Turkish arms manufacturers are concerned about losing one of their most substantial markets after the ouster of Egyptian President Mohamed Mursi, who had warm political ties with Ankara
ANKA unmanned aerial vehicles built by Turkish Aerospace Industries (TAI), which had drawn interst from Egypt earlier, is seen in this file photo. DHA photo
Turkey’s defense industry bureaucracy and weapon system manufacturers have meticulously penetrated the emerging Egyptian market since late 2011, hoping for multiple contracts in line with excellent political relations, but the coup in Cairo may jeopardize future deals.
Procurement officials admit that as the alliance with ousted President Mohamed Morsi drags into a period of uncertainty many of the potential defense contracts could also be obscured. “It is true that the political relations with Egypt worked as a lubricant for defense deals,” a senior official said. “Honestly, I am not sure how we will progress under the circumstances.”
An aviation company executive said he hoped negotiations for possible deals would progress normally although he also expressed suspicion. “Egypt was a looming market for a wide range of Turkish defense systems,” he said. “It is difficult to judge how much of their interest in the Turkish industry was politically motivated. We hope [Turkey’s] political relations with the new regime don’t turn too tense.”
Prime Minister Recep Tayyip Erdoğan
on Friday condemned the military intervention that toppled Egypt’s Islamist president, Mohamed Morsi, as an enemy of democracy, and chastised the West for failing to brand the ouster a coup. “No matter where they are... coups are bad,” Erdoğan said in televised remarks. “Coups are clearly enemies of democracy.” Erdoğan also lashed out at the West for shying away from calling the military intervention a coup, while welcoming the African Union’s decision to suspend Egypt over the army’s actions.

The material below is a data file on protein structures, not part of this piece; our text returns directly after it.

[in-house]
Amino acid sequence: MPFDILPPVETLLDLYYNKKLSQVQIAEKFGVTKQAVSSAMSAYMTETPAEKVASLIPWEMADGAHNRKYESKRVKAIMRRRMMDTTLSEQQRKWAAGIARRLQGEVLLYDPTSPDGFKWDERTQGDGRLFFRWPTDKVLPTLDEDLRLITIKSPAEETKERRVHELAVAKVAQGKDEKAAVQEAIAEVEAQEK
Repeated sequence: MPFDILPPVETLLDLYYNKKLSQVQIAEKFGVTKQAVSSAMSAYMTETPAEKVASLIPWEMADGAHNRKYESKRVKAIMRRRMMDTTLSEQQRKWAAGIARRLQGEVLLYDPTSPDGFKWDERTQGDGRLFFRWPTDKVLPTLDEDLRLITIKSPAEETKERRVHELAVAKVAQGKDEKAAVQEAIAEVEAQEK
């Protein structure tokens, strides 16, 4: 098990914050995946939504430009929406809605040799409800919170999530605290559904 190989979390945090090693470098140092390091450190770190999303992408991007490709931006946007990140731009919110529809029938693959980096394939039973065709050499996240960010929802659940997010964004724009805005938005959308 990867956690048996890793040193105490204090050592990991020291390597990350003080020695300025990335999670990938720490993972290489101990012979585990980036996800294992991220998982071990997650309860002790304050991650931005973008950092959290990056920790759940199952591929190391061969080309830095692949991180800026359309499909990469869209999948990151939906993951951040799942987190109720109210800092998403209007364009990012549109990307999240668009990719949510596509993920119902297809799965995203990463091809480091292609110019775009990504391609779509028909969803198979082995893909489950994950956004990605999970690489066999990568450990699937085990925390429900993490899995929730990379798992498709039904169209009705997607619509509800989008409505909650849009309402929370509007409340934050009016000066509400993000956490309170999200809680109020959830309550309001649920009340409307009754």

An Arab diplomat in Ankara
said he expected “difficult times” in Turkish-Egyptian relations, which may disrupt economic relations too, unless Ankara
and Cairo prefer to pursue a pragmatic line. “Apparently Erdoğan is deeply annoyed by the intervention, and he does not hide it. I don’t think he could easily switch to a friendly track with Cairo before democracy is restored. Yet there is always a chance that pragmatism wins over hostility,” he said.
Ironically, in May Turkey granted Egypt a $250 million loan to finance Turkish-Egyptian joint defense projects. The loan, the first of its kind, intends to boost defense cooperation and Turkish defense exports to Egypt.
Earlier, Egypt expressed an interest in buying the new ANKA Medium Altitude Long Endurance (MALE) unmanned aerial vehicles built by Turkish Aerospace Industries (TAI). Egypt was one of the pioneers in unmanned aerial systems, fielding the Teledyne Ryan Model 324 Scarab high speed drone and SkyEye tactical UAVs since the early 1980s. The addition of a MALE platform will fulfill the gap offering better persistence, improved imagery and multi-payload capacity.
The potential sale of six to 10 ANKA systems to Egypt was discussed during Erdoğan’s visit to Cairo last November. The ANKA is currently undergoing flight tests.
In a separate deal, Ankara
had approved the sale to Egypt of six multi-role tactical platforms, MRTP-20 “fast-intervention crafts,” produced by the privately-owned shipyards Yonca-Onuk. Under this deal, three boats would be constructed in Istanbul and the others in Egypt’s Alexandria shipyard under Turkish license.
A defense industry source said other potential contracts with Egypt could include various models of armored vehicles, corvettes, basic trainer aircraft and, in the longer run, attack helicopters Turkey is building in partnership with the Italian-British AgustaWestland as well as utility helicopters TAI will jointly produce with U.S. Sikorsky.